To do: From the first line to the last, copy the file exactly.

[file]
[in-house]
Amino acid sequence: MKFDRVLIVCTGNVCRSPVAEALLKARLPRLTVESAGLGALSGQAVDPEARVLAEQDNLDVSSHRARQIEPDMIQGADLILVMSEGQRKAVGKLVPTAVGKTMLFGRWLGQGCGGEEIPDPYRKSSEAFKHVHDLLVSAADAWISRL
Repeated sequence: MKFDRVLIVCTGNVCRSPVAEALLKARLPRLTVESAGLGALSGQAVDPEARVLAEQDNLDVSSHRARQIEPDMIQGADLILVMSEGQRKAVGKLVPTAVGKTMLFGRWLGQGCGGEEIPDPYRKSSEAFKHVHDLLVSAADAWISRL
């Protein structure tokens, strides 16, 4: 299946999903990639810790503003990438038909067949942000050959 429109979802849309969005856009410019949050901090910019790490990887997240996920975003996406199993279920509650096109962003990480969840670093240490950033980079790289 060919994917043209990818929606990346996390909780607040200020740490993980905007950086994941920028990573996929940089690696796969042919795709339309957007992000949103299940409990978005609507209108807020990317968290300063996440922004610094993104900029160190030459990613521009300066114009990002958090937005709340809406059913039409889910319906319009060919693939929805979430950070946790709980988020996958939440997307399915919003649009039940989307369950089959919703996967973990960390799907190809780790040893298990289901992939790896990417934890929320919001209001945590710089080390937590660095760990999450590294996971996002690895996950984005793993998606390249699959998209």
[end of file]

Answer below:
[in-house]
Amino acid sequence: MKFDRVLIVCTGNVCRSPVAEALLKARLPRLTVESAGLGALSGQAVDPEARVLAEQDNLDVSSHRARQIEPDMIQGADLILVMSEGQRKAVGKLVPTAVGKTMLFGRWLGQGCGGEEIPDPYRKSSEAFKHVHDLLVSAADAWISRL
Repeated sequence: MKFDRVLIVCTGNVCRSPVAEALLKARLPRLTVESAGLGALSGQAVDPEARVLAEQDNLDVSSHRARQIEPDMIQGADLILVMSEGQRKAVGKLVPTAVGKTMLFGRWLGQGCGGEEIPDPYRKSSEAFKHVHDLLVSAADAWISRL
């Protein structure tokens, strides 16, 4: 299946999903990639810790503003990438038909067949942000050959 429109979802849309969005856009410019949050901090910019790490990887997240996920975003996406199993279920509650096109962003990480969840670093240490950033980079790289 060919994917043209990818929606990346996390909780607040200020740490993980905007950086994941920028990573996929940089690696796969042919795709339309957007992000949103299940409990978005609507209108807020990317968290300063996440922004610094993104900029160190030459990613521009300066114009990002958090937005709340809406059913039409889910319906319009060919693939929805979430950070946790709980988020996958939440997307399915919003649009039940989307369950089959919703996967973990960390799907190809780790040893298990289901992939790896990417934890929320919001209001945590710089080390937590660095760990999450590294996971996002690895996950984005793993998606390249699959998209």